A Historic Supreme Court Ruling Upends Courts in Oklahoma


The fatal shooting that led to Ms. Lipp’s arrest began when a 25-year-old man was lured to her apartment in July 2018 on the promise he would get a kiss in exchange for $100, investigators say. The victim, Dustin Barham, was robbed, shot and bled to death, prosecutors say. Ms. Lipp, her cousin and cousin’s boyfriend have been charged in his killing.

Mr. Gordon, Ms. Lipp’s lawyer, said Ms. Lipp denied any role in the murder, and hoped that moving the case from state court to federal court could lead to a plea deal or re-examination of what he called a flawed case against Ms. Lipp. “We’re better off over there,” he said.

Mr. Barham’s mother, Andra, said she had already waited two years for justice for her dead son, whom she called a “good-hearted person,” and worried that refiling the criminal case in federal court would add years of additional delays.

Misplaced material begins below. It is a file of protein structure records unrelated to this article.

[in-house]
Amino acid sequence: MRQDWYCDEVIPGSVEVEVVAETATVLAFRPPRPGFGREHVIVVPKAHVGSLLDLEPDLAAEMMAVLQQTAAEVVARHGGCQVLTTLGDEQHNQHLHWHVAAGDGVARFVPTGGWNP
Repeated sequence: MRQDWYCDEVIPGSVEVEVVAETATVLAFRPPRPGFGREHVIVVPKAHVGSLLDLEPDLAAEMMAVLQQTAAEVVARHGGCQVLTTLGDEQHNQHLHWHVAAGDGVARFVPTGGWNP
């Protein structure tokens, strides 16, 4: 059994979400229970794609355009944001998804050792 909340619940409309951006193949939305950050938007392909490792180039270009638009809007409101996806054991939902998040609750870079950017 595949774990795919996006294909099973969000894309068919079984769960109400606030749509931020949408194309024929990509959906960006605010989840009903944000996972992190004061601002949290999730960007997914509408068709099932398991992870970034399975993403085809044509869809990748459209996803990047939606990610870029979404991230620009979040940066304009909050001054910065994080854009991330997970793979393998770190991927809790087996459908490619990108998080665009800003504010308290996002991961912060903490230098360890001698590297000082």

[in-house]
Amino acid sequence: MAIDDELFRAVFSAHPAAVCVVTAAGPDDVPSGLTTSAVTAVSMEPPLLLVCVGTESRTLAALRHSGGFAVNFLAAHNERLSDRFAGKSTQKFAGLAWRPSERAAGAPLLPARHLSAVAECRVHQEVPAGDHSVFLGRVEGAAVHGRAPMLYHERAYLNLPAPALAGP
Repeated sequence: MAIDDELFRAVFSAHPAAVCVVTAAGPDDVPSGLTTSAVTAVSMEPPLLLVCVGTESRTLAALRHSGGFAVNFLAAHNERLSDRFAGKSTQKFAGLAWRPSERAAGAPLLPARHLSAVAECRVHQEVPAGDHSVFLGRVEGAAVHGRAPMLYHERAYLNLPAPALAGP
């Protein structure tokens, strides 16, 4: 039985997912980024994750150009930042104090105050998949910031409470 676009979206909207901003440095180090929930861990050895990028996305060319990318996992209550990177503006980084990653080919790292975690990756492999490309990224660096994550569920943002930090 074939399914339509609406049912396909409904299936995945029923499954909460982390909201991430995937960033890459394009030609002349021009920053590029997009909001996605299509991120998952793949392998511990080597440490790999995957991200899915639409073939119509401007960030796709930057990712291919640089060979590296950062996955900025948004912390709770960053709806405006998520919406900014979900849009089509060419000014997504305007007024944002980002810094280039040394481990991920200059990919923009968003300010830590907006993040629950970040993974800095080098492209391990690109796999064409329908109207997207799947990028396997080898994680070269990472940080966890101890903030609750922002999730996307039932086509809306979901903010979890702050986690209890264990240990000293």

“We’re looking at starting over,” she said. “It’s frustrating.”

The Muscogee Nation established its court system in 1867, and tribal prosecutors and judges say their courtrooms are the best forums for Indigenous people to get justice and a fair hearing. “We understand these people are going back into our community,” said Muscogee Judge Gregory Bigler.

But they are now confronting a thicket of complications: How will the tribal court in the small town of Okmulgee, home of the Muscogee (Creek) Nation’s headquarters, handle cases when people are arrested an hour away in Tulsa for shoplifting or low-level drug possession? Does it make sense to spend money jailing them or transporting them to hearings?

“We’re going to have to grow exponentially,” said Shannon Prescott, a Muscogee district judge.

One recent morning, the tribal court was shuffling through the day’s criminal charges and pleas through a video hearing when a bald man in an orange jumpsuit shuffled in front of the camera. He had been arrested in Tulsa on charge of threatening violence, but was brought to the Okmulgee County Jail and handed over to tribal court when the police realized he had an Osage ancestry.

“That would have been a Tulsa case,” Mark Thetford, a Muscogee prosecutor, said. “It’s kind of crazy right now.”



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